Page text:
By Manny Otiko, IVN
Boulder, CO — Quick action by Colorado police may have foiled an attack on UCLA. According to several news reports, the attack was being planned by Matthew Harris, a former UCLA philosophy professor. He also had an 800-page manifesto detailing his political views and had sent threatening messages to students and coworkers. Harris is currently in custody.
Harris’ threats forced UCLA to close its campus. Police tracked Harris to his apartment in Colorado where he was apprehended.
According to Los Angeles Police Department Chief Michael Moore, Harris was planning a mass casualty event.
According to an article by the Office of Justice Programs’ National Institute of Justice (NIJ,) the number of Americans killed in mass casualty events has been steadily rising.
“Mass shootings in the United States notably increased, with more than half occurring after 2000, and 20% occurring during the last five years of the study period. The death toll in mass shootings in the last decade has grown dramatically. In the 1970s, mass shootings claimed an average of eight lives per year. From 2010 to 2019, the average was 51 deaths per year,” according to a Department of Justice press release.
“In Boulder, Police Chief Maris Herold said officials reviewed the manifesto and ‘we identified thousands of references to violence. Stating things such as killing, death, murder, shootings, bombs, schoolyard massacre in Boulder and phrases like ‘burn and attack Boulder outside of the university,’” according to an Associated Press story.
ABC News interviewed Harris’ past coworkers and fellow students and they said he had a history of threatening and bizarre behavior.
“Two former Duke students, who spoke to the AP on condition of anonymity because they fear for their safety, said that while they did not report Harris to the university at the time, his behavior was well known within the small philosophy program and they did not feel they would have been supported if they’d come forward,” said ABC News.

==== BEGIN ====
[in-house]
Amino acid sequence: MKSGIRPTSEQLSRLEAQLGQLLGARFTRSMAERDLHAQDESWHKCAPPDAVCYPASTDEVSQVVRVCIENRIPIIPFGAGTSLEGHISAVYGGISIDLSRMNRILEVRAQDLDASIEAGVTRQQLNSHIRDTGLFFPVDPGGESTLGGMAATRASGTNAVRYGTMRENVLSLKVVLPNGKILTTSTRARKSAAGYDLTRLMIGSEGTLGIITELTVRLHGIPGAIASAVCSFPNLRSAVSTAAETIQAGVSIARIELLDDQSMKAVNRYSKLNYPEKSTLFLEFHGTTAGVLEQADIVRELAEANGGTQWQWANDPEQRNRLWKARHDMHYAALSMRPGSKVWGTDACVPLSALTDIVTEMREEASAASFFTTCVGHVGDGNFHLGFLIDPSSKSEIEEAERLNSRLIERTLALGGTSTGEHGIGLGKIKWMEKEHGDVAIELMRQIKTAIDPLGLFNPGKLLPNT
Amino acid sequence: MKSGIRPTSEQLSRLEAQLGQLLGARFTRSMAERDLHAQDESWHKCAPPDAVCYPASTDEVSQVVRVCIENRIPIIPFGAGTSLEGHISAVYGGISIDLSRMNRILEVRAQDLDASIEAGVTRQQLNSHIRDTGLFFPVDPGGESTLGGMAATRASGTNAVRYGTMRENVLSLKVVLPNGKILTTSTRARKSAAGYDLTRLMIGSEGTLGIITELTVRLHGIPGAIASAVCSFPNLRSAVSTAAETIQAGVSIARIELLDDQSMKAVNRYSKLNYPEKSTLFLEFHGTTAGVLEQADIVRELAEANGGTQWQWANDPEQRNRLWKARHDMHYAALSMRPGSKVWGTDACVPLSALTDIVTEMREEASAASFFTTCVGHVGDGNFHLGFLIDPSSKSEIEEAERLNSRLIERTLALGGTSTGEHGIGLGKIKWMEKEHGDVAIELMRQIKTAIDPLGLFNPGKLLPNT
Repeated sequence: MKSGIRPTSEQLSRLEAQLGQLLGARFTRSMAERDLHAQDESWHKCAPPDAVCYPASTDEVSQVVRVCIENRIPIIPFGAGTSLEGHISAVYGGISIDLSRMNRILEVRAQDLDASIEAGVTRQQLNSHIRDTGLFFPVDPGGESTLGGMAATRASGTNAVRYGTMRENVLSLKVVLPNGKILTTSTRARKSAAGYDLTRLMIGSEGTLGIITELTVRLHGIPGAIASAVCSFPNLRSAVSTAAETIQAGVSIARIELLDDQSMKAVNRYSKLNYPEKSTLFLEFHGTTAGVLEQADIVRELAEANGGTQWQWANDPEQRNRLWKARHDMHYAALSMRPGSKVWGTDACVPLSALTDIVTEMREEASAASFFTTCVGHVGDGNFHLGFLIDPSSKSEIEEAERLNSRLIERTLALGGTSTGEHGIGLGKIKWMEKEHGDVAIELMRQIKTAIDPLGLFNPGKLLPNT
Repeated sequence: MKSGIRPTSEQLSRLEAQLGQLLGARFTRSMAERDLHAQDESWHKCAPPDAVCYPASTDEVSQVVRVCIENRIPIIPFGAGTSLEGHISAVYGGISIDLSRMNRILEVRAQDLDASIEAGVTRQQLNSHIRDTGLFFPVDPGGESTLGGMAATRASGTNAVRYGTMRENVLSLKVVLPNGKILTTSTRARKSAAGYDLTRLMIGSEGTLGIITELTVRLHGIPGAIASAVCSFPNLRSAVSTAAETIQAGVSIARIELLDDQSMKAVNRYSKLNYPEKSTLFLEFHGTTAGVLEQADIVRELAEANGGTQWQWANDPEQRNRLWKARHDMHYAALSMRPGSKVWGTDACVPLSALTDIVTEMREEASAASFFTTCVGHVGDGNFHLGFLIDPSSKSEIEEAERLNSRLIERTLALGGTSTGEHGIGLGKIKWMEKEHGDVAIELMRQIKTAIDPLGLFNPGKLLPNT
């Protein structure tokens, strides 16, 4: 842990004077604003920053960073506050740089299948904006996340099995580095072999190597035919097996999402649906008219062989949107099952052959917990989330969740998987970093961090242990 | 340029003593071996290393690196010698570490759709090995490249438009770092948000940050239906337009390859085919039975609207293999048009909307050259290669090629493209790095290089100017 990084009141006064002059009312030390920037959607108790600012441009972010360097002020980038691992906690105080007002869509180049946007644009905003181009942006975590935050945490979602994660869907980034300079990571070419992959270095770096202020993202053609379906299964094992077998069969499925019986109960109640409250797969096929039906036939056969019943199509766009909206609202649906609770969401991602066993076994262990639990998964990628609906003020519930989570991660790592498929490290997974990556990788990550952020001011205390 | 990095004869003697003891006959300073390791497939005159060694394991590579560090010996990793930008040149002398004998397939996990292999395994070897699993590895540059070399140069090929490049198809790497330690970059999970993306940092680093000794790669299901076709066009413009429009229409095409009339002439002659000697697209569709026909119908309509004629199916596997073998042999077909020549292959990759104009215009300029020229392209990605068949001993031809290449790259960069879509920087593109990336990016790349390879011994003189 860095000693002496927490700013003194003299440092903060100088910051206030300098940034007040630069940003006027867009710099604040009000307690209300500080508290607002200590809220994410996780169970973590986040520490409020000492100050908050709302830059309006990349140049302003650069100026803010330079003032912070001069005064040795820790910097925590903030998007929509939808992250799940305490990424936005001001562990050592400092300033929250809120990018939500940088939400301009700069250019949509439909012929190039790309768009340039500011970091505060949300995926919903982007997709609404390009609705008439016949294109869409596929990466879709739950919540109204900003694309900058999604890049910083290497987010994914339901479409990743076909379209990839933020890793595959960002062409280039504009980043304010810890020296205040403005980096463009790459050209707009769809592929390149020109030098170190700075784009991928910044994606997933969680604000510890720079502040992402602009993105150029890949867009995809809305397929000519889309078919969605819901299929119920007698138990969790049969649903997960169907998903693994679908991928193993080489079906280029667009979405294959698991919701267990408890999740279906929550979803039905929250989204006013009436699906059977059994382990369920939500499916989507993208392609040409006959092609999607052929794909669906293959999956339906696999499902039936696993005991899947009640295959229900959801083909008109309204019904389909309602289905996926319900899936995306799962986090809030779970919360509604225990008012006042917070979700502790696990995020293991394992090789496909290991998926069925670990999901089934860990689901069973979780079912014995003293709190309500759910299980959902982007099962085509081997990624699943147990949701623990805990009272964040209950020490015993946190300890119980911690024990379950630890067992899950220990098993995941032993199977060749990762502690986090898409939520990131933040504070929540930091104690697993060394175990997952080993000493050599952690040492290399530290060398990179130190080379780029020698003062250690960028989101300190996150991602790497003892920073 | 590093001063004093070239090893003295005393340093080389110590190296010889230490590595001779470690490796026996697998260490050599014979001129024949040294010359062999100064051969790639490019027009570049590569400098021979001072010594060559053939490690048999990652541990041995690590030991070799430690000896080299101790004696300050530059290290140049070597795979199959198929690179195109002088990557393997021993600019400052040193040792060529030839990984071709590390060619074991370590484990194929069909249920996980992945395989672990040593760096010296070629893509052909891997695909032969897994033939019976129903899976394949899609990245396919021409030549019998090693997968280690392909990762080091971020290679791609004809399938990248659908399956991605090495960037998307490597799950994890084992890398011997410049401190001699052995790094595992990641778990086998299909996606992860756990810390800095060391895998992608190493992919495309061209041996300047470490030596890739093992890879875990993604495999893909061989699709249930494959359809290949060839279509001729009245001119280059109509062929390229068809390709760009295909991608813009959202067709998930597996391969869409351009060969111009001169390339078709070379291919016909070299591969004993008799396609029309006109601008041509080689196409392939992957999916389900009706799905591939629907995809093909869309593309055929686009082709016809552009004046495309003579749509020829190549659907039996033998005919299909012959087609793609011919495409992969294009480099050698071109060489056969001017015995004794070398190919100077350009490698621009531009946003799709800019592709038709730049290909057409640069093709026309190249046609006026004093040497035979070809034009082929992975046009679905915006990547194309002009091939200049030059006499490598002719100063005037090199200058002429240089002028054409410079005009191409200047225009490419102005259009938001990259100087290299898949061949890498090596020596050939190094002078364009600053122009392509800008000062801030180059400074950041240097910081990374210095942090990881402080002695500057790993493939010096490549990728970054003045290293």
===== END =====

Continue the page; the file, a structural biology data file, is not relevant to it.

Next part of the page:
Harris graduated from Cornell University, Duke and UCLA. Harris was suspended for sending violent and pornographic messages to students. He was also accused of sending death threats to a University of California, Irvine professor. ABC reported Harris had been treated for schizophrenia.
UCLA Chancellor Gene Block said the university has established a task force to review security.
“UCLA is committed to protecting our community against potential threats. We are grateful that the collaborative efforts among UCPD and other law enforcement agencies led to last week’s apprehension in Colorado of an individual who threatened some members of the UCLA community,” Block said. “We are also committed to constantly improving our protocols for responding to these emergencies and taking the opportunity to reflect on what worked well and what could be improved. To that end, I am calling for the creation of a task force, including student representatives, to conduct a comprehensive review of our current protocols for responding to potential threats and other incidents on campus.”
Inland Valley News coverage of local news in San Bernardino and Riverside Counties is supported by the Ethnic Media Sustainability Initiative, a program created by California Black Media and Ethnic Media Services to support minority-owned-and-operated community newspapers across California.